Storms caused sewage to flow into Maddiston homes and gardens

Maddiston residents have been left dejected after flash floods brought sewage surging into their homes and gardens.

By Jonathon Reilly
Wednesday, 2nd September 2020, 12:30 pm
Updated Wednesday, 2nd September 2020, 3:22 pm

Last month’s lightning and thunderstorms caused major damage to a number of cottages in the village’s Main Road and Vellore Road, as wastewater burst through drains and destroyed everything from huts and carpets to toys and record collections.

One homeowner told how the water reached the height of car roofs in some parts.

Sadly for many of those who live in the area, the issue of sewage streaming into their property after heavy rainfall is nothing new.

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John Erskine and partner Arlene Boles, of flood-hit Fairview Cottage in Maddiston with Shirley Erskine, who had previously lived in the property. Picture: Michael Gillen.

Residents believe a lack of upgrading to the area’s sewer network is to blame for what they claim is a decades-old problem.

Arlene Boles and John Erskine, of Fairview Cottage in Main Road, looked on with horror as their garden rapidly filled with waste.

Arlene said: “We’ve got a playhouse for our wee girl and it’s covered in sewage. It’s wasting kids’ toys.

“It keeps overflowing and bubbling up the toilet and in the bath. It’s running into our garage.

Former community councillor Jacqueline McDevitt, of Magdalene Cottage, Maddiston. Picture: Michael Gillen. .

“We phoned Scottish Water three times last month. My mother-in-law stayed in this house before us and it’s probably been a problem for more than 30 years.

“The Scottish Environment Protection Agency (SEPA) and Scottish Water say they can’t do anything because it’s not contaminating the burn.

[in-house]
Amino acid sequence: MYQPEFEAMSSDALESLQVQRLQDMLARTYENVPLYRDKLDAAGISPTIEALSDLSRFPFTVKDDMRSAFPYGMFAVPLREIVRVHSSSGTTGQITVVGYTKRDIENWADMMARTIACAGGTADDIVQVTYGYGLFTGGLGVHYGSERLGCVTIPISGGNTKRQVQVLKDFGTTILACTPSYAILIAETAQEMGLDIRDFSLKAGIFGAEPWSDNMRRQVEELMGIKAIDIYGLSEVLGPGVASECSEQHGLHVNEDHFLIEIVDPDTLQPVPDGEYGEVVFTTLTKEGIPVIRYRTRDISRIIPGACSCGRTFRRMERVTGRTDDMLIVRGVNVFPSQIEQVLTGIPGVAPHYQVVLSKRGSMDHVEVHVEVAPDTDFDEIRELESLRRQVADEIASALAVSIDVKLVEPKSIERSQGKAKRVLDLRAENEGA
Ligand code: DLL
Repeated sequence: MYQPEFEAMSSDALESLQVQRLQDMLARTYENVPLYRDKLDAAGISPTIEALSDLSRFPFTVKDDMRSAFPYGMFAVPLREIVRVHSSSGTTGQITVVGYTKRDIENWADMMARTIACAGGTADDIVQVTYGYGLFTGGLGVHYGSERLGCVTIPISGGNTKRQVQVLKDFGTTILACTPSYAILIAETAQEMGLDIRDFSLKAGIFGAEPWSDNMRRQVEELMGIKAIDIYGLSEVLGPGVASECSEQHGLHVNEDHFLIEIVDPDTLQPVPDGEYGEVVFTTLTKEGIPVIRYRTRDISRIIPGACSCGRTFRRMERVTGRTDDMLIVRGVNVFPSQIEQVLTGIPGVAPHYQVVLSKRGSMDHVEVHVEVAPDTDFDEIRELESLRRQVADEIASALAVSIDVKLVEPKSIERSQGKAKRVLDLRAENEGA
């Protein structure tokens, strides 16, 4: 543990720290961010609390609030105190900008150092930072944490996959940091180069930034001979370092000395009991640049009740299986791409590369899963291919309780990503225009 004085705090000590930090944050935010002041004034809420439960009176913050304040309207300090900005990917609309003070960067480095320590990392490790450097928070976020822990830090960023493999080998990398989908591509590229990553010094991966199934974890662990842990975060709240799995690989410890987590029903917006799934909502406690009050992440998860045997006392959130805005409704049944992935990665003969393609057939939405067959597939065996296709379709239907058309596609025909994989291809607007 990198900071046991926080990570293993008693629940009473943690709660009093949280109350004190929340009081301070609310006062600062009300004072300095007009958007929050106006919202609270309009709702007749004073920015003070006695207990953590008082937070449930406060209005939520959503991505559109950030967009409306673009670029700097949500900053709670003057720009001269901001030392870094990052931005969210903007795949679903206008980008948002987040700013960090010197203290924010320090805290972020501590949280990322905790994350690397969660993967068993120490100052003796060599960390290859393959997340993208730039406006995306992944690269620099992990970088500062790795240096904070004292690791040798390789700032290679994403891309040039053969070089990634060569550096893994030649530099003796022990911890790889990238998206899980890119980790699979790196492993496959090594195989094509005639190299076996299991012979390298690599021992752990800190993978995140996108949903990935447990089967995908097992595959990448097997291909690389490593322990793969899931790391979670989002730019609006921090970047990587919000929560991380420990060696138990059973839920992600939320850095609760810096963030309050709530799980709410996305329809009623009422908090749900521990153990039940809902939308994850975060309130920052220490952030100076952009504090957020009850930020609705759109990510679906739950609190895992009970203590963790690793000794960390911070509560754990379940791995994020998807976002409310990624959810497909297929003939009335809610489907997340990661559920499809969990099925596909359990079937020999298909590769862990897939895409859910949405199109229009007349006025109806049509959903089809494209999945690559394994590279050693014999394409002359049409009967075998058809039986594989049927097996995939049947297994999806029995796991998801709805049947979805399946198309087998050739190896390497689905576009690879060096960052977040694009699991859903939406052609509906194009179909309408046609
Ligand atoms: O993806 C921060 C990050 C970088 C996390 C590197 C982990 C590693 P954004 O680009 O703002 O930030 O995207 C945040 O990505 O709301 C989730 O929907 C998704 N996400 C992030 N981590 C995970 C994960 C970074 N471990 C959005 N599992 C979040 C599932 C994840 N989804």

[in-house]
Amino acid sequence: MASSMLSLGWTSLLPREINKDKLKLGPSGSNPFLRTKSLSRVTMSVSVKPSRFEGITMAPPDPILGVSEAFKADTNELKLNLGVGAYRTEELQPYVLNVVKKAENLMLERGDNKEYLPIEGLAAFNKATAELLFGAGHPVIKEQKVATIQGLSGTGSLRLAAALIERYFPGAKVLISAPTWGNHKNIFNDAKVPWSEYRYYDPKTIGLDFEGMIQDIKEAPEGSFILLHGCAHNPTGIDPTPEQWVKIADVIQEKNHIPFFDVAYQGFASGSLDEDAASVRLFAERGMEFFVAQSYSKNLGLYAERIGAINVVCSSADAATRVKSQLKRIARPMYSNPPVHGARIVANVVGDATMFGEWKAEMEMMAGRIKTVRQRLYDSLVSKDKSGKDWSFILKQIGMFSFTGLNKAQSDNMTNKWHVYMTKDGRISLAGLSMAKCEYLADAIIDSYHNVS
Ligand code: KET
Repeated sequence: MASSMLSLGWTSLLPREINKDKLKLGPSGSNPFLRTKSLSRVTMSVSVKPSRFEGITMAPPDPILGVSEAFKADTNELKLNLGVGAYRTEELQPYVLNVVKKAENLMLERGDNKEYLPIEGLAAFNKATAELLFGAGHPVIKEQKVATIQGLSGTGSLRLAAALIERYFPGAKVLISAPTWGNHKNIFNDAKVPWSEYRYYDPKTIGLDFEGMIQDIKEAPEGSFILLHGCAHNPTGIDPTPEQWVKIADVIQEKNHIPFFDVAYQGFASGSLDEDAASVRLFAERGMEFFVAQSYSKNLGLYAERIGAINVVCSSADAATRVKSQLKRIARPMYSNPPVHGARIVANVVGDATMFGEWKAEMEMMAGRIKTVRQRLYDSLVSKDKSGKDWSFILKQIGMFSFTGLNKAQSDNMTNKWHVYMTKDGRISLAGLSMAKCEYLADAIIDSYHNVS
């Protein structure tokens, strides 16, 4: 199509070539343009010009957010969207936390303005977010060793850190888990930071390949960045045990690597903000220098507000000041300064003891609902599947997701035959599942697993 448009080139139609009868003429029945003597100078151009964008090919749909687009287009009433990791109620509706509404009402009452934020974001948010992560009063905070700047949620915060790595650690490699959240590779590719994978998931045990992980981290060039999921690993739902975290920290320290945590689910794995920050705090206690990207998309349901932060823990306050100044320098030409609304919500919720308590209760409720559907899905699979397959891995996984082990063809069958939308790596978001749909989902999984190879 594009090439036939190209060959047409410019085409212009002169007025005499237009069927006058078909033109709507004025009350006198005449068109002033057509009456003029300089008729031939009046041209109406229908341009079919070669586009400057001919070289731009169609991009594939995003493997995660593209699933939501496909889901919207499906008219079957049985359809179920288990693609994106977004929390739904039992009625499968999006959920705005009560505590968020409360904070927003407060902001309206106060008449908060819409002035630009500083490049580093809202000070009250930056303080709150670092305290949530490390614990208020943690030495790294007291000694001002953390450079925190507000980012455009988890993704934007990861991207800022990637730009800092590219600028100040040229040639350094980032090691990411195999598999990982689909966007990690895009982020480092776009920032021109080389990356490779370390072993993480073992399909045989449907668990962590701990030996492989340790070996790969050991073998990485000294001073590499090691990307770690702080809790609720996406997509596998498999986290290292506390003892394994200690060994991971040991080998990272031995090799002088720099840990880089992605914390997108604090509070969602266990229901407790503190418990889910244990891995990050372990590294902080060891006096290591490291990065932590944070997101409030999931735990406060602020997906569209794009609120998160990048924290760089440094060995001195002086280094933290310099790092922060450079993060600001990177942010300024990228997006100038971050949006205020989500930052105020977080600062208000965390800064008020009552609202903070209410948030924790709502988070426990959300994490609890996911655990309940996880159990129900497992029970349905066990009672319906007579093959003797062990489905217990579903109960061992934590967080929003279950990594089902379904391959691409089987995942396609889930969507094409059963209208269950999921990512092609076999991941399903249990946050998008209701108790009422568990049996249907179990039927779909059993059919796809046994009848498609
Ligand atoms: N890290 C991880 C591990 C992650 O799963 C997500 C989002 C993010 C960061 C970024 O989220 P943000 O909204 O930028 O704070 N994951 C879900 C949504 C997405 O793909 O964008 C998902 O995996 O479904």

“When we had the thunder and lightning my partner had to lift the lid off the drainage and put rods down. If he didn’t, it was coming into the house.

"It’s going into other people’s gardens behind us. The last time we had sanitary towels lying in the garden.”

June Birnie and Jim Morrell, of Harmony Cottage, Maddiston, are seeking reimbursements for the damage done to their home by flooding and wastewater. Picture: Michael Gillen.

Jacqueline McDevitt, of nearby Magdalene Cottage, was awoken in the early hours to a foot-and-a-half of water around her home.

Jacqueline, who has lived in her home for 30 years, insists the issue has become so bad she won’t let her grandchildren play in her garden.

She said: “It was a river roundabout the house. It’s happened before but it’s never been quite as bad as that.

“Seventeen years ago the water was over the roofs of cars and it was the same this time.

Sewage flooding damaged property, gardens, garages and children's toys in Main Road, Maddiston. Picture: Michael Gillen.

“One neighbour has the main drain in his garden and sewage is left lying in our gardens.

“Until earlier this year I was a community councillor and the council know they’re putting too much pressure on the drains with the new house buildings.

“They’ve increased the amount of houses feeding into the sewers but the sewers haven’t been replaced for a very long time; someone said it was maybe about 50 years.

“There’s also a planning application for 70 houses at the old fire station site.”